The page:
Too Many Gringos in La Paz

Trip Start Nov 15, 2006
Trip End Ongoing

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Flag of Bolivia  ,
Monday, August 6, 2007

We didnīt arrive in La Paz in the best form, having spent more or less 30 hours on buses to get there! Why this madness? Not to save money, thatīs for sure.   We had been relaxing for 3 days in Yacuiba (Boliviaīs far south-east corner) waiting for a flight to La Paz , but the day before the flight, we were informed it was cancelled as there was no plane available! These things happen, and luckily for us - not often.  

The bus journeys had been fairly uneventful and I had one of my best sleeps ever on an overnight bus - I must be adjusting! Ed however, sleeps like a baby (well, a large, hairy, snoring baby) on most journeys complete with Qantas-supplied eye mask, American-Airlines supplied pillow and yellow ear plugs which he actually purchased.  

Arriving at the outskirts of La Paz , we encountered El Alto - a new suburb perched on the rim of a crater which holds La Paz itself. From a distance, the numerous brick and adobe houses clinging to the hillsides look like rubble. Despite dire warnings from our guidebook about La Paz , the bus terminal we arrived at (normally some of the dodgiest places) seemed OK. We walked to a budget hotel where our companions consisted of a few dreadlocked Argentinian hippies and some locals - thatīs when you know you have a cheap room! Great shower īthough...  

Had a look around the main plaza. There are a few decent colonial buildings but much that isnīt appealing. The main touristy section was crammed with travel agencies and artesania shops - we found the locals in that area a bit surly when we asked for directions - tourist overload, Iīm sure. We suffered from tourist overload too within a few minutes of arriving, spotting mainly what I call "fancy dress backpackers" - the ones that insist on wearing locally bought clothes from head to toe: poncho, various bits of woven decorations, stripey trousers even the locals wouldnīt be seen dead in and alpaca hats with ear flaps.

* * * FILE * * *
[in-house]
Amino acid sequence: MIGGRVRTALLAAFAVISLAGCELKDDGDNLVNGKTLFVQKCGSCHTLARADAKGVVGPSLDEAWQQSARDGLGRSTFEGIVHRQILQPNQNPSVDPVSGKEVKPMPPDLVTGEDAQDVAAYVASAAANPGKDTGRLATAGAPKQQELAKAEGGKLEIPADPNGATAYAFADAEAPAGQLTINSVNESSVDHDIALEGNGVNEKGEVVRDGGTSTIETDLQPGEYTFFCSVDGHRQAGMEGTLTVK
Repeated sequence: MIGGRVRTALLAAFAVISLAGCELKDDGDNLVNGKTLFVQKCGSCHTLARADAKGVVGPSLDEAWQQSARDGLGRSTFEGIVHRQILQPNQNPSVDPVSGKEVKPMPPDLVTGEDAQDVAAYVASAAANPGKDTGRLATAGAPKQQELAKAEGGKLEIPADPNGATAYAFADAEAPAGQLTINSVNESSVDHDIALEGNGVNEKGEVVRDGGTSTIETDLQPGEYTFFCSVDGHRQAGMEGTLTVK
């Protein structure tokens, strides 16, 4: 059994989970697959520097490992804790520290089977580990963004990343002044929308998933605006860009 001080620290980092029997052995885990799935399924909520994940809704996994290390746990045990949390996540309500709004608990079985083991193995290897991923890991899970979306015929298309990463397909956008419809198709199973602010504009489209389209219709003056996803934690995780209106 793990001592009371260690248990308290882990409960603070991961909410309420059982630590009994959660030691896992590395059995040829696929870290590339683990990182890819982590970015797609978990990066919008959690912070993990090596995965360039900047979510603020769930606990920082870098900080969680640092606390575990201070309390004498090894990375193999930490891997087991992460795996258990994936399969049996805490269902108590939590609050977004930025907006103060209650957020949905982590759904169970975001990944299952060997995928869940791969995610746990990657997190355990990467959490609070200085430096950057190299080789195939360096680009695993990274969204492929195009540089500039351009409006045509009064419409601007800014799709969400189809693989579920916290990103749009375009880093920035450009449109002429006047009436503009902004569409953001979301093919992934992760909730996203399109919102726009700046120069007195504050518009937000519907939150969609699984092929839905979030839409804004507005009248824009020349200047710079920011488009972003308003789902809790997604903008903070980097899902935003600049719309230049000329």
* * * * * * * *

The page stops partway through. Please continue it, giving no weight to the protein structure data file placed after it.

Had a reasonable Lebanese meal (our tastebuds were crying out for some different flavours) and visited the Coca museum - which we can highly recommend. It aims to educate about the history of the coca leaf, primarily that Coca ≠ Cocaine. The Western world has been incredibly hypocritical about coca - banning it when they thought it prevented them converting the indigenous people in the deep, dark days and making it legal and taxing it to the hilt when they discovered that their "slaves" in the gold and silver mines could produce more with coca than without. The leaf has great cultural significance for the indigenous and high nutritional value as well - it is an integral part of life in the Altiplano and to ban it simply because the Western world supplies the necessary components to convert it to cocaine and indigest it to look for the next high.

Anyway, off my soapbox now - given that time is getting short in our journey, we decided to carry on to the Isla de Sol, located in Lake Titicaca for some R&R.
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